But beyond the PED issue, some voters have already taken the position that Ortiz is not Hall of Fame-worthy because, as a full-time DH, he’s only been “half a player”. This is another argument entirely, and quite absurd for a number of reasons. For instance, has anyone suggested that star relief pitchers who have racked up big save totals are not as valuable as starting pitchers because they’ve thrown a fraction as many innings? No, of course not, because that’s ridiculous. The DH rule was adopted by the American League in 1973, 25 years before Ortiz’s career began. It’s doubtful anyone at the time foresaw players occupying the slot full-time or for a whole career, it was thought to be more of a rotating position. The fact that Ortiz made the position his own and put up the best numbers by a DH ever can hardly be held against him. Besides, if the DH position didn’t exist, a hitter of Ortiz’s obvious prowess would surely have found his way into the lineup as a lumbering, range-limited, power-hitting first baseman. There have been scores of them in the game – think Mo Vaughan, Prince Fielder, Willie Stargell and legions of others – but very few of them have hit nearly as well as David Ortiz. He played some first base for the Sox when he had to in National League parks during inter-league or post-season games and, while not exactly Keith Hernandez, Papi didn’t embarrass himself either, he got the job done.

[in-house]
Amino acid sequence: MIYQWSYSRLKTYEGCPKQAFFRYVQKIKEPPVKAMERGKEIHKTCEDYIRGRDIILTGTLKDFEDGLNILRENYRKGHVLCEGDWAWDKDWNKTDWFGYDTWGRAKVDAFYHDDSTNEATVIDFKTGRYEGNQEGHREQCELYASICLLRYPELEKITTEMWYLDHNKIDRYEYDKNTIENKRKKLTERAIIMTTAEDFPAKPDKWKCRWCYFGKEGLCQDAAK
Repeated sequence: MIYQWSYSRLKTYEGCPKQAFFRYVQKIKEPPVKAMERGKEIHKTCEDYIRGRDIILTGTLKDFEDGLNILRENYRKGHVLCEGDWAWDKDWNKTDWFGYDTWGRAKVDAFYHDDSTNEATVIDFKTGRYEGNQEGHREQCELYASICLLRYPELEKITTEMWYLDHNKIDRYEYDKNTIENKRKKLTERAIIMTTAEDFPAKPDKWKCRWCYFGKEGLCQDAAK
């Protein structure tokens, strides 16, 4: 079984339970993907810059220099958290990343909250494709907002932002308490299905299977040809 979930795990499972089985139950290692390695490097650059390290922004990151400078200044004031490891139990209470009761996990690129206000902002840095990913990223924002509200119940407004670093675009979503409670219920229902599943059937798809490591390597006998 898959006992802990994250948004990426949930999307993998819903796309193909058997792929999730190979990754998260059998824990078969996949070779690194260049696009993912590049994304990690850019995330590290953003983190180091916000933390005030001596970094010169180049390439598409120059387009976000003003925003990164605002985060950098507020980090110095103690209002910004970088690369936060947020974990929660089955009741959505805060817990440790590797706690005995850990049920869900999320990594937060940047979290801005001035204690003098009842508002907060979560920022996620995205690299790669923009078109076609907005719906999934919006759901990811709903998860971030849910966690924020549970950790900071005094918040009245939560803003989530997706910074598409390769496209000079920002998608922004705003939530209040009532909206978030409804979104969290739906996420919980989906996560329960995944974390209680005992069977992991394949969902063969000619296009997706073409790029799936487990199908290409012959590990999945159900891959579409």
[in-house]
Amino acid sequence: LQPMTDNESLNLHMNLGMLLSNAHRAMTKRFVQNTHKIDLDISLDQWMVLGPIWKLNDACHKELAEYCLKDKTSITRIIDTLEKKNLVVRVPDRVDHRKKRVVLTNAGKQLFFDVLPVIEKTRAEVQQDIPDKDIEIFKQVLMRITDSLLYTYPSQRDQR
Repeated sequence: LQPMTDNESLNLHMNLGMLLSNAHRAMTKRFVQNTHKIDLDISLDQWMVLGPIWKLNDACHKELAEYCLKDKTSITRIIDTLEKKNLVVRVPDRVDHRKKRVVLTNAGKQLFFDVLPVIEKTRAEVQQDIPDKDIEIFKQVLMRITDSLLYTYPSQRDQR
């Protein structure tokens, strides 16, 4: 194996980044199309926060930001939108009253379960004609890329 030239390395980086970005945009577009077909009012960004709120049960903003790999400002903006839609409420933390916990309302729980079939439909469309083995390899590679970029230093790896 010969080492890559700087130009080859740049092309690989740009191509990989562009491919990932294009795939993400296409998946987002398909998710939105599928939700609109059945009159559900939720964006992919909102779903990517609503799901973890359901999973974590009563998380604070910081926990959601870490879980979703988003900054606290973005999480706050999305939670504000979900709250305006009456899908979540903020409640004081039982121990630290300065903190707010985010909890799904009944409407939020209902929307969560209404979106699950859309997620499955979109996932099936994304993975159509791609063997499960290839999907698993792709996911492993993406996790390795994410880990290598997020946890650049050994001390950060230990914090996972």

If he gets into the HOF it will be due to his prodigious numbers, but clearly David Ortiz has achieved a special standing in the game that goes well beyond statistics. He’s respected and much-loved by fans and baseball players at large. He’s highly regarded as both a great leader and teammate on the Sox and few will ever forget his famous on-mic rallying cry of “this is our fucking town” after the 2013 Boston Marathon bombing, a gutsy frankness which helped galvanize the city to recovery. He’s been one of the great post-season performers of his generation, or any other. His record of coming through with the key hit in a clutch situation of a must-win game began with his extra-inning RBI heroics in Games Four and Five of the 2004 ALCS, with the Sox down 0-3 to the Yankees. It was Ortiz who set the Red Sox on their way to becoming the only team to win a seven-game series after being down 0-3, reversing the “curse of The Bambino” and winning their first World Series since 1918.